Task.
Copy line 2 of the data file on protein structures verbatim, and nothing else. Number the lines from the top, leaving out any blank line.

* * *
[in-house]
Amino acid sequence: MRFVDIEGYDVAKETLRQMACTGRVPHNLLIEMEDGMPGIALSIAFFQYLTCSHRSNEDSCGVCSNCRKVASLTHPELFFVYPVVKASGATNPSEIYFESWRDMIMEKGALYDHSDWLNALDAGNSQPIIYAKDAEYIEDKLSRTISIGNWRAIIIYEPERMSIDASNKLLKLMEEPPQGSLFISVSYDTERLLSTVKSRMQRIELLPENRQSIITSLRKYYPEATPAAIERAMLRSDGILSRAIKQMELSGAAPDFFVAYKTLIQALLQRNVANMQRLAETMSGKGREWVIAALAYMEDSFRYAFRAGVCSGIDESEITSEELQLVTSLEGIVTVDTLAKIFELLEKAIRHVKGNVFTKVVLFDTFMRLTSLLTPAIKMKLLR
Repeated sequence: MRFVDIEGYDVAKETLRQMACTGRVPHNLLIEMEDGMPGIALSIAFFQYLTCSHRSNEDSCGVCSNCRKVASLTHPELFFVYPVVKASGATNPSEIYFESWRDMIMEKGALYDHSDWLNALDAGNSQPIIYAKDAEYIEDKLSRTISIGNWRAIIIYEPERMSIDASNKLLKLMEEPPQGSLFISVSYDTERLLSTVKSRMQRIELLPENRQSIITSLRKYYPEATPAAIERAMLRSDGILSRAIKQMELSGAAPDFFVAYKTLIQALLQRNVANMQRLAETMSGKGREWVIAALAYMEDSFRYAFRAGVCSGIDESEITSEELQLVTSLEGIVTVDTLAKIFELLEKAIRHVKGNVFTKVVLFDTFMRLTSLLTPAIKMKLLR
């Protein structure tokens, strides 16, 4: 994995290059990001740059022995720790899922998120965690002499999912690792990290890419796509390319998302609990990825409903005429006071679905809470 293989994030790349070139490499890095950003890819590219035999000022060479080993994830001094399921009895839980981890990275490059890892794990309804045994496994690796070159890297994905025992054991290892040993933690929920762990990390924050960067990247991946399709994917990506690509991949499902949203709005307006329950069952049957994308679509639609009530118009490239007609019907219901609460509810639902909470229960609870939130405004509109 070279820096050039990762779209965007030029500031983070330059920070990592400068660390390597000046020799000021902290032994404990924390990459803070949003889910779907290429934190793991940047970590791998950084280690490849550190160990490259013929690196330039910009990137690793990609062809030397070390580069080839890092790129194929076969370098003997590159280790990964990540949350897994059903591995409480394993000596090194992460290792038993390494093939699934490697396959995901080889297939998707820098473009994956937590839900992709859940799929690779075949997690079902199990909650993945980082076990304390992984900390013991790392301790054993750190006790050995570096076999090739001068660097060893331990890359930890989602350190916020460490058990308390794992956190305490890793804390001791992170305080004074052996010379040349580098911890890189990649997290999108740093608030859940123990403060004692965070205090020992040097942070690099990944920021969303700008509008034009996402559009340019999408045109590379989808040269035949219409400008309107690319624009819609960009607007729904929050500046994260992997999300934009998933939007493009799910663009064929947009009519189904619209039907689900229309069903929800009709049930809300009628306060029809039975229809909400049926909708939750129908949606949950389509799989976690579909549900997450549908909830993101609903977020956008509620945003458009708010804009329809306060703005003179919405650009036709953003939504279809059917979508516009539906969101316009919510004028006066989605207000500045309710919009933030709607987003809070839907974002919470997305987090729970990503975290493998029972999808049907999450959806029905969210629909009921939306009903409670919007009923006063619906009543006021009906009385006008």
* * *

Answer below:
Amino acid sequence: MRFVDIEGYDVAKETLRQMACTGRVPHNLLIEMEDGMPGIALSIAFFQYLTCSHRSNEDSCGVCSNCRKVASLTHPELFFVYPVVKASGATNPSEIYFESWRDMIMEKGALYDHSDWLNALDAGNSQPIIYAKDAEYIEDKLSRTISIGNWRAIIIYEPERMSIDASNKLLKLMEEPPQGSLFISVSYDTERLLSTVKSRMQRIELLPENRQSIITSLRKYYPEATPAAIERAMLRSDGILSRAIKQMELSGAAPDFFVAYKTLIQALLQRNVANMQRLAETMSGKGREWVIAALAYMEDSFRYAFRAGVCSGIDESEITSEELQLVTSLEGIVTVDTLAKIFELLEKAIRHVKGNVFTKVVLFDTFMRLTSLLTPAIKMKLLR